Fifteen-year-old Felton Reinstein has always been on the smallish side, but in his sophomore year he starts growing…and growing.
During gym one day he smokes the football jocks in a 600-yard race. Felton has never been interested in sports, but there’s no doubt-he is “stupid fast.” As he juggles his newfound athletic prowess, his mom’s sudden depression, an annoying little brother, and his first love, he discovers a shocking secret about his past which explains why he’s turning out the way he is.
Geoff Herbach has written this remarkable story that breaks through the barriers of the teenage male psyche. I don’t usually make book comparisons, but Stupid Fast reminded me of The Absolutely True Diary of a Part-Time Indian; it had a lot of the same qualities that I loved; the internal dialogue, the struggles with puberty, bullies and first love.
Stupid Fast quickly grabs you attention, but it’s a little hard to follow. The main character Felton tends to ramble on about stuff, usually arguing with himself. A few times I had to reread passages to fully understand the dialogue. The internal conflict ends up being pretty funny; his thought process is very entertaining. Felton is a weird kid, his home life isn’t ideal; at 5 he found his dad hanging in the garage and his mom is unconventional.
For Felton, this is the summer that everything changes; he goes from being the scrawny kid, picked on by jocks to a huge teen that the jocks are recruiting for the upcoming football season. Felton likes the attention, but he doesn’t understand what the fuss is all about. Felton’s growth spurt is causing problems at home, he is eating everything in sight, growing out of his clothes and all this seems to be causing his mom depression. Felton is not sure how to handle what is going on at home, so he decides to ignore it.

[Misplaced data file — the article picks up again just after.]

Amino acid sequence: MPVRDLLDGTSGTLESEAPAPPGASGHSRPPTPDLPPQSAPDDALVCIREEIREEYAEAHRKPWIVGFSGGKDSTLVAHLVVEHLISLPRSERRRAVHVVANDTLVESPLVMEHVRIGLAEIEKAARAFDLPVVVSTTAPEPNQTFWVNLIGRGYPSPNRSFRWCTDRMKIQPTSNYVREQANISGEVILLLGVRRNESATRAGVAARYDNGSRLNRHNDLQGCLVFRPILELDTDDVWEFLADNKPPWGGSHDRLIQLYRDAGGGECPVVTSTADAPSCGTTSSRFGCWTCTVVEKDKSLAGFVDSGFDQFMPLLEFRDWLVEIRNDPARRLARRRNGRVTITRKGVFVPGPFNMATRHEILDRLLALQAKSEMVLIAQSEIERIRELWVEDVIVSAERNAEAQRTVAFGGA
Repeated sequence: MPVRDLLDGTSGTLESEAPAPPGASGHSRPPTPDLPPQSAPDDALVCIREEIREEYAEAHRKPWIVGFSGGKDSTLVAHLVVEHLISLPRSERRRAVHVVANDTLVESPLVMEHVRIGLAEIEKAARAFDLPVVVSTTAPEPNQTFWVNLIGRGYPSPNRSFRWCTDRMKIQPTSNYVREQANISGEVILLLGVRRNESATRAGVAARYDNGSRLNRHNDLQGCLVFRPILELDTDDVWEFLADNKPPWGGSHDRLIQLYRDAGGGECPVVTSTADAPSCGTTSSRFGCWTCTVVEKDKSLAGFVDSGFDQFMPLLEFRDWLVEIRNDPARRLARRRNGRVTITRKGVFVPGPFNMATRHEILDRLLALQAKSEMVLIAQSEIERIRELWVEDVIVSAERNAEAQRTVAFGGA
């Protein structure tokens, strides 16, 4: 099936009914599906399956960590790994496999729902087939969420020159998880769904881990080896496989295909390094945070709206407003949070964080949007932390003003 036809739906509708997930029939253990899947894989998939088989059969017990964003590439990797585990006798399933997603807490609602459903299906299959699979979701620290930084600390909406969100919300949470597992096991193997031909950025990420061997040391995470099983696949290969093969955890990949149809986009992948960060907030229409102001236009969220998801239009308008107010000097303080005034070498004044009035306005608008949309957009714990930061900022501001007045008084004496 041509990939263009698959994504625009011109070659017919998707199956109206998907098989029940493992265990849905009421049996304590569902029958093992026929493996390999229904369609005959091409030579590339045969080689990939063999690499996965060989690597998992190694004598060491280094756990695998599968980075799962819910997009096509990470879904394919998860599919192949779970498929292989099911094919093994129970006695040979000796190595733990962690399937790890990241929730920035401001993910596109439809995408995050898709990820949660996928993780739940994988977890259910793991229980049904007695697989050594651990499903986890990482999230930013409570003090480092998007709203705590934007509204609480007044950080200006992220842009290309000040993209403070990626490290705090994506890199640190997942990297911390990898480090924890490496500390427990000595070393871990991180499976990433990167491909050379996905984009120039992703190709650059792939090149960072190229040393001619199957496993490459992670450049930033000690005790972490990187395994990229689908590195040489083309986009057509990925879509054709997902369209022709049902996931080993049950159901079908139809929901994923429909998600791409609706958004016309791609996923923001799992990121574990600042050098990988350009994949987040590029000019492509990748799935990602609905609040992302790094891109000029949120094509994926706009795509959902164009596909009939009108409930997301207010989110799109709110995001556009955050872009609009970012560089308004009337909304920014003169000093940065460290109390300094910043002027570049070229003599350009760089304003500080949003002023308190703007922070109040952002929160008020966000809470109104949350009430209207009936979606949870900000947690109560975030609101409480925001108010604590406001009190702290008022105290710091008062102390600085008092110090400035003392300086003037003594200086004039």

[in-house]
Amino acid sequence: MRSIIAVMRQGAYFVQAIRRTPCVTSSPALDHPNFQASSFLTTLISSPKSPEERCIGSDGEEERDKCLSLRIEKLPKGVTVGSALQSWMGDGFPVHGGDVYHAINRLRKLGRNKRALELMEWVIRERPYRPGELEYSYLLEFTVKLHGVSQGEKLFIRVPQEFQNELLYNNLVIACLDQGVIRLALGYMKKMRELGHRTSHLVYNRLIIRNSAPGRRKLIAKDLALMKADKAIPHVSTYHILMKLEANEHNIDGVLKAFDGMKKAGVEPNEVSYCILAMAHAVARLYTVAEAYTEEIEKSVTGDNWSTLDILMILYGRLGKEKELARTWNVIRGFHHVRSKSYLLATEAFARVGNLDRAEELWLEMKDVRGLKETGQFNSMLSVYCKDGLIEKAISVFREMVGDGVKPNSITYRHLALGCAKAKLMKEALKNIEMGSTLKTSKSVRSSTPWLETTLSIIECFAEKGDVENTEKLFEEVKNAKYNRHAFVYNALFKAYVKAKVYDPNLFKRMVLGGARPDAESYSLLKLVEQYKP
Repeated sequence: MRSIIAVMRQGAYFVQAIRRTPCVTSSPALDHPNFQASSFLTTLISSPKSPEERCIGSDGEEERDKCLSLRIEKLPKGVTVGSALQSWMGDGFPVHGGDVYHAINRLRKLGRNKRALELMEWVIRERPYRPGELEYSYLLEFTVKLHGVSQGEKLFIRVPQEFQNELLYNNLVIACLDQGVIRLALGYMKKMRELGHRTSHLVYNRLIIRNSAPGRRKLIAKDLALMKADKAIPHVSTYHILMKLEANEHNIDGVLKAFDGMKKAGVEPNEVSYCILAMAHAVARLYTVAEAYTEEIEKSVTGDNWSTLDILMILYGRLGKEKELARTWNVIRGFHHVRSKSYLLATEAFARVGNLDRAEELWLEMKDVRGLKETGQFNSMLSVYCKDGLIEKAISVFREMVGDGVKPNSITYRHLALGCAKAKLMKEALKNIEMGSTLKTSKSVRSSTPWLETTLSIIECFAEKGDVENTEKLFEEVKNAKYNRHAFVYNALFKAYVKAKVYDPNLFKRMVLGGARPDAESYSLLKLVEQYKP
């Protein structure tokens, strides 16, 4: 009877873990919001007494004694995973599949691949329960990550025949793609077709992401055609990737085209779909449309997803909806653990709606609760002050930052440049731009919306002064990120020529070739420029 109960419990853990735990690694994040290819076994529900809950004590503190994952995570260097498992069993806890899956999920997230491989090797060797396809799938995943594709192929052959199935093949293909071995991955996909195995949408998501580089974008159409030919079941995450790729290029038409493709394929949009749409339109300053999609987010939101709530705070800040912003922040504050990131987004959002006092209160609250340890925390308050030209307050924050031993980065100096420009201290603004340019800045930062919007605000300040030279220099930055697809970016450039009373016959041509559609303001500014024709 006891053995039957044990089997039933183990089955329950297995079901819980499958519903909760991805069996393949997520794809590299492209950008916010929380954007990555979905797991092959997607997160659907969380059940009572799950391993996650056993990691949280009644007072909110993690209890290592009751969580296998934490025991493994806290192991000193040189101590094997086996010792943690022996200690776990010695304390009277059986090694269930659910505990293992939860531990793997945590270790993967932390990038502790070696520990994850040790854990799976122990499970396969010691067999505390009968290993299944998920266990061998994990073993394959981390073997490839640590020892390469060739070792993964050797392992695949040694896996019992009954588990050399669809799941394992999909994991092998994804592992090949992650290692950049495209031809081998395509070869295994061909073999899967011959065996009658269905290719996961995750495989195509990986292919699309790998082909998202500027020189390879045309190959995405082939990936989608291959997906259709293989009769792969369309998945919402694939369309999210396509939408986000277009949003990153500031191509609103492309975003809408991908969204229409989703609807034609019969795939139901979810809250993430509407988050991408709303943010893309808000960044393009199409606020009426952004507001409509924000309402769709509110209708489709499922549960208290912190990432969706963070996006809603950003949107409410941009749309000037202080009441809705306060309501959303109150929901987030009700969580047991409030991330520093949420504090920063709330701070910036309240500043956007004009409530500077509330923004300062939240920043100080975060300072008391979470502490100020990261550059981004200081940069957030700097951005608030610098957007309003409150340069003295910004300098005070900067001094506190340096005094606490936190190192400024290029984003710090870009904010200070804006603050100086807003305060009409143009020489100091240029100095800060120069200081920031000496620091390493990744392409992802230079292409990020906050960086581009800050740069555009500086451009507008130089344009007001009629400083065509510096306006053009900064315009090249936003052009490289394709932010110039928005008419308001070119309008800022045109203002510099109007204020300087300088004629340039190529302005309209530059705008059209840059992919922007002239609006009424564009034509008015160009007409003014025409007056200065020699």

Just when Felton’s social life is on track, his home life is falling apart. His mom won’t get out of bed, his younger brother is being neglected and he can’t handle everything that is going on around him – he snaps. Felton ends up calling a grandmother he barley knows, hoping she has the answers to help his mom. A family secret is revealed and Felton finally comes to terms with what is going on in his life.
Stupid Fast is a fantastic read – I really enjoyed being in Felton’s head. I think both sexes will enjoy this book and the comical dialogue will pull in the reluctant readers. I am not usually really picky about language, but I will warn you, there is a lot of cussing and a racial slur, that Felton doesn’t even realize is a racial slur. I completely agree with the Peter Bognanni quote on the cover – Stupid Fast is Stupid Good!